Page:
|Our chairs and umbrella set up on the beach|
We are quite happy with the way the chairs turned out. While the Sunbrella awning fabric we chose is handsome and colorful, it is admittedly not quite as attractive as what was used when the chairs were made in the 1930s/40s. However, as I wrote in Part I of this essay, the modern-day awning fabric we chose is sturdier and far more resistant to splitting or ripping than what was available when the chairs were made. And besides, it was in stock.
I decided to post this series not only because it is a fun before-and-after story, with an attractive subject, but also because there is a lesson to be learned here, Dear Reader. And that is, with but a little planning and foresight one can find far more attractive and green alternatives to what is generally available in big-box and other mass-market retailers. And one needn't pay an exorbitant price to do so, either. Of course it would have been easy for us to go to Target or similar (we are most decidedly not Wal*Mart shoppers at Darlington, at least when humanly possible) and pick up some cheap and cheaply-made beach chairs. But then I would have cheap and cheaply-made beach chairs whose likely near-term fate would be to wind up in landfill in the all-too-short time it would take for them to fall apart. And not only that, but for the brief period I owned them I would be annoyingly confronted by their pedestrian ugliness.
|Boy's crushable Borsalino, ideal for beach and travel, on his chair|
Instead, we own attractive, sturdy wooden beach chairs covered with good looking awning fabric. The chairs are not only a delight to look at, but they are fun to sit in as well, because they are--as I wrote in my last post--attractively beachy in a 1940s way. And for Reggie, that's a good thing.
By re-using and reviving the chairs I believe we are doing "our part" for the environment, and are being far greener than if we had bought new ones. And while we did put new, petroleum-based synthetic fabric on them, we did so to extend their lives for many more years and to provide honest income for a small, independent family-owned business rather than the shareholders of a global conglomerate.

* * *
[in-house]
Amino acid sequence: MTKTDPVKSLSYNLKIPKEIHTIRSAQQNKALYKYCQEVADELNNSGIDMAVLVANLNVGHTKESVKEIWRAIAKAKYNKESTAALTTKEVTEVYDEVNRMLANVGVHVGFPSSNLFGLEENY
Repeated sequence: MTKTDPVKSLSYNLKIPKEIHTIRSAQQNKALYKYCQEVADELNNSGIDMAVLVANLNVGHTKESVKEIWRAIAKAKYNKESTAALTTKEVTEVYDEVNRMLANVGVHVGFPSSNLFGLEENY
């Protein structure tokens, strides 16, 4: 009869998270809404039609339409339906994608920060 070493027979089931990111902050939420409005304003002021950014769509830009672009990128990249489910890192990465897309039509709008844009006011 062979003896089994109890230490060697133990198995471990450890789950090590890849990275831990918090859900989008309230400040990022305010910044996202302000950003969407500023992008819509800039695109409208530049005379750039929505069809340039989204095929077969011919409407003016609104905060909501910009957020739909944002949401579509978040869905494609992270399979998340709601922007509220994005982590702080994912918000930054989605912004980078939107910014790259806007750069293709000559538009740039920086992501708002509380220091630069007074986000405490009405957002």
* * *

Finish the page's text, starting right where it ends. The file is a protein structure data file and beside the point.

|The photographer's shadow sur la plage|
Now, Dear Reader, I know that you are wondering: "So, Reggie, how much did all this good-feeling-inducing work actually cost you? How much did you have to pay to get such chairs to loll upon oceanside at Fancy Land by the Sea?" Well, the answer is that it did cost more than what it would have had I bought the cheapest alternatives available. But that is not Reggie's objective in life. Reggie's goal is to live in an alternate world to the degraded, cheap, mass-market vision that is generally foisted upon us today, and that in many areas of this country is driving out what was once unique, regional, and attractive.
|We had the beach largely to ourselves|
Reggie aspires to live in a world of grace and honest beauty, and prefers to spend his dollars with local, independent businesses, when possible. And that is why, more often than not, I buy used, vintage, or antique furniture and furnishings. Not only is the craftsmanship better than what is generally available today, but it is usually more attractive, and can often be purchased for less than what new choices cost today. In addition, I am confident that I am acquiring something whose production hasn't contributed to today's environmental woes. And on top of that, I know that once such goods pass out of my hands they are not likely to wind up in landfill, but will be recycled and re-used by future generations of appreciative owners.
|The surf was perfect for frolicking|
Now, to answer the burning question of how much Reggie paid for all of this. He spent a total of $50 to buy the chairs at assorted tag and yard sales, which he admits was a score, and another $270 to have them tightened and recovered. That works out to a total of $320, or a little more than $100 per chair. That seems like a very reasonable price to me because what I got for that is three honest wooden folding beach chairs covered with striped awning fabric that will last another fifty-plus years, and not some junky mass-market alternative that will wind up in landfill in only a few. And what else did I get? I also got two posts out of this subject that I have the pleasure of entertaining you with, Dear Reader.
|Off for a walk|
All photographs by Boy Fenwick